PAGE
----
Tear out or just pave over asphalt driveway?

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wrote:

Do you know how it got buried? How did you find it?
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mm wrote:

Curious about that one myself. Sounds like there is a story behind it.
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aem sends...

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On 04/26/2010 09:26 PM, aemeijers wrote:

I knew it was there - the previous owners of the house were, oddly pertinent to this thread, very environmentally conscious and also particularly concerned with water management. Apparently they knew someone who had a tree service and invited him to come and blow wood chips on the property; seems that the fresh stuff went on the driveway and when it was nicely composted it got thrown into the yard and more was laid down. They had the place for appx. 18 years... so my yard is a good six inches higher than my neighbors' (but nice soil!) and I've screened, shoveled, and given away more compost/soil to garden-oriented friends than I care to remember in an effort to a) clean off the driveway and b) properly grade around the house and garage.
I pretty much knew where the driveway was, because there was a road out front and a garage in back, so I figured there had to be a driveway connecting the two :)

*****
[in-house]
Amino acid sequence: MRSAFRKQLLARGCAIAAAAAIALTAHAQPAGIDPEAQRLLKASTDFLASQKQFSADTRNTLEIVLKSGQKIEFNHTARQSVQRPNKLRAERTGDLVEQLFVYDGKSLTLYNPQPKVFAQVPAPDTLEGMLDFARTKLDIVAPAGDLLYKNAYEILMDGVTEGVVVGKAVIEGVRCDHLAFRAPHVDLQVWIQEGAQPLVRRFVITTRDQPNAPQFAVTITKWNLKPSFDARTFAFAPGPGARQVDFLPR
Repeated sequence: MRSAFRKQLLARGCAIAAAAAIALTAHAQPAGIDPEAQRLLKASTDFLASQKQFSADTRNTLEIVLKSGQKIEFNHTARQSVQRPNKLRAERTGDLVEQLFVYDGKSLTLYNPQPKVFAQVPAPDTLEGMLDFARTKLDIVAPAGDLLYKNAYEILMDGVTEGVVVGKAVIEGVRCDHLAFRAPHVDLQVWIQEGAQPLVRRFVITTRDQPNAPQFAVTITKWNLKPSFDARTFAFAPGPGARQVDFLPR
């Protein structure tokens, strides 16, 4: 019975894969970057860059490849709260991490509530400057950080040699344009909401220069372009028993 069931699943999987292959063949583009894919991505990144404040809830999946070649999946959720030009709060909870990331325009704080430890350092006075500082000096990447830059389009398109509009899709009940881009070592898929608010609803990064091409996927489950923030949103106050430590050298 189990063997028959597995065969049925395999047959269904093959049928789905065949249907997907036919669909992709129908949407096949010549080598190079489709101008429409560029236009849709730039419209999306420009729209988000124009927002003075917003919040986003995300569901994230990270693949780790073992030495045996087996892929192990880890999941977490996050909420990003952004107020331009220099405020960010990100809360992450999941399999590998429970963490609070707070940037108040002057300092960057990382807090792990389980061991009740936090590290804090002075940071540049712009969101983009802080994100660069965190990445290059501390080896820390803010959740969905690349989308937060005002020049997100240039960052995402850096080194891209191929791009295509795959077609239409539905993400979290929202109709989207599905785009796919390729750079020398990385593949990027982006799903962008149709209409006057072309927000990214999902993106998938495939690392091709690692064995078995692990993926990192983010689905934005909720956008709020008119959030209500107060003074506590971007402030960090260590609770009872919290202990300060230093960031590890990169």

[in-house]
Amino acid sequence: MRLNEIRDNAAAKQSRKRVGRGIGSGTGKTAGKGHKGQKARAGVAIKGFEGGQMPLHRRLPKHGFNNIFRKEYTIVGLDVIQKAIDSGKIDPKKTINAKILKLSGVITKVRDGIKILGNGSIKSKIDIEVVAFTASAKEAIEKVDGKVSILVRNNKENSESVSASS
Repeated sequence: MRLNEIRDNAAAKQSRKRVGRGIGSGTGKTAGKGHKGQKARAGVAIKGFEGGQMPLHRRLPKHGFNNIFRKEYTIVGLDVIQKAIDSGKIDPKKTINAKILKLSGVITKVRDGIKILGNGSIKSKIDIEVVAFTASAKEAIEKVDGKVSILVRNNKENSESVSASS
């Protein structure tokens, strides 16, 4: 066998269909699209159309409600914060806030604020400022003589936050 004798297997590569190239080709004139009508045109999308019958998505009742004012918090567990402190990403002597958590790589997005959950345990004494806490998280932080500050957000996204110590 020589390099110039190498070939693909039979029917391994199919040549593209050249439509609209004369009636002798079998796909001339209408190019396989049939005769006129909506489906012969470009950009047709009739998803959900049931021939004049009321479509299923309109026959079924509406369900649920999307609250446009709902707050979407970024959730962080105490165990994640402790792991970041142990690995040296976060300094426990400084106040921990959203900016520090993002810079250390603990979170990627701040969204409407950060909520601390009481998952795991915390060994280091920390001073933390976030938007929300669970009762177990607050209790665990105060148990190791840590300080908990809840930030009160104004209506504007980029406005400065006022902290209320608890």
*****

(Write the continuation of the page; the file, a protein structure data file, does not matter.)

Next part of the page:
I'm not quite enough of an eco-weenie to be willing to park my cars on dirt, but do appreciate the concerns enough to be willing to try permeable pavement if the cost penalty isn't too great.
nate
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replace "roosters" with "cox" to reply.
http://members.cox.net/njnagel
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Nate Nagel wrote:

Hope you had a lot of foundation showing above the grade/mulch line. Perfect recipe for termite infestation and hidden ponding against foundation. When I was house-shopping a few years ago, I had to pass on a couple of otherwise-interesting places because the idiots had graded higher than the siding. Real estate agent had the gall to act surprised when I pointed out the obvious water infiltration on the inside of the wall in those spots.
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The house is of masonry construction (block with brick facing) up to the floor of the 2nd level, and it passed a pre-purchase termite inspection, so no worries, although I do understand your concerns. There's some evidence of water having gotten into the basement in the past, but it seems mostly due to a combination of clogged gutters, a poorly installed basement window, and lack of flashing on the ledger board of the deck behind the house. I have corrected the grading in all but a small area since purchasing the house.